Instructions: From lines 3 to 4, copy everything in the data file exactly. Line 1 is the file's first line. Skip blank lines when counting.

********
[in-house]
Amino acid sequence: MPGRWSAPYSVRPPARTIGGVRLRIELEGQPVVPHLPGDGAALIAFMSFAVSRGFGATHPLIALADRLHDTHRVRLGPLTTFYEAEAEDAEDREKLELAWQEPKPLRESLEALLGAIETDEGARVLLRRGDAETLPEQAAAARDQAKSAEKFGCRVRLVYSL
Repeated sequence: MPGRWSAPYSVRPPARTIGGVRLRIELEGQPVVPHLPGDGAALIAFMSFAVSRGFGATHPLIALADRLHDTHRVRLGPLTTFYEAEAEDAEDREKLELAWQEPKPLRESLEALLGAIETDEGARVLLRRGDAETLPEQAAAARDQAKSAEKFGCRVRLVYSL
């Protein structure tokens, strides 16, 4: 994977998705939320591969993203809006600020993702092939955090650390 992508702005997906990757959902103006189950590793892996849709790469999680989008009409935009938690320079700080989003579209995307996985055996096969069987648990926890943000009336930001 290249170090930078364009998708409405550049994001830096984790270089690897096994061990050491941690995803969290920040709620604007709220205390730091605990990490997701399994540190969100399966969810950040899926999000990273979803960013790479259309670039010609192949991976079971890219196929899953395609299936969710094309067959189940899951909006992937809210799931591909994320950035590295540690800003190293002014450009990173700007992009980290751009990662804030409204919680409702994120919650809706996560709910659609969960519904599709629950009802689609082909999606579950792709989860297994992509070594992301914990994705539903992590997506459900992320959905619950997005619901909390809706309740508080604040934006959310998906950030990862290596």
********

Repeated sequence: MPGRWSAPYSVRPPARTIGGVRLRIELEGQPVVPHLPGDGAALIAFMSFAVSRGFGATHPLIALADRLHDTHRVRLGPLTTFYEAEAEDAEDREKLELAWQEPKPLRESLEALLGAIETDEGARVLLRRGDAETLPEQAAAARDQAKSAEKFGCRVRLVYSL
């Protein structure tokens, strides 16, 4: 994977998705939320591969993203809006600020993702092939955090650390 992508702005997906990757959902103006189950590793892996849709790469999680989008009409935009938690320079700080989003579209995307996985055996096969069987648990926890943000009336930001 290249170090930078364009998708409405550049994001830096984790270089690897096994061990050491941690995803969290920040709620604007709220205390730091605990990490997701399994540190969100399966969810950040899926999000990273979803960013790479259309670039010609192949991976079971890219196929899953395609299936969710094309067959189940899951909006992937809210799931591909994320950035590295540690800003190293002014450009990173700007992009980290751009990662804030409204919680409702994120919650809706996560709910659609969960519904599709629950009802689609082909999606579950792709989860297994992509070594992301914990994705539903992590997506459900992320959905619950997005619901909390809706309740508080604040934006959310998906950030990862290596």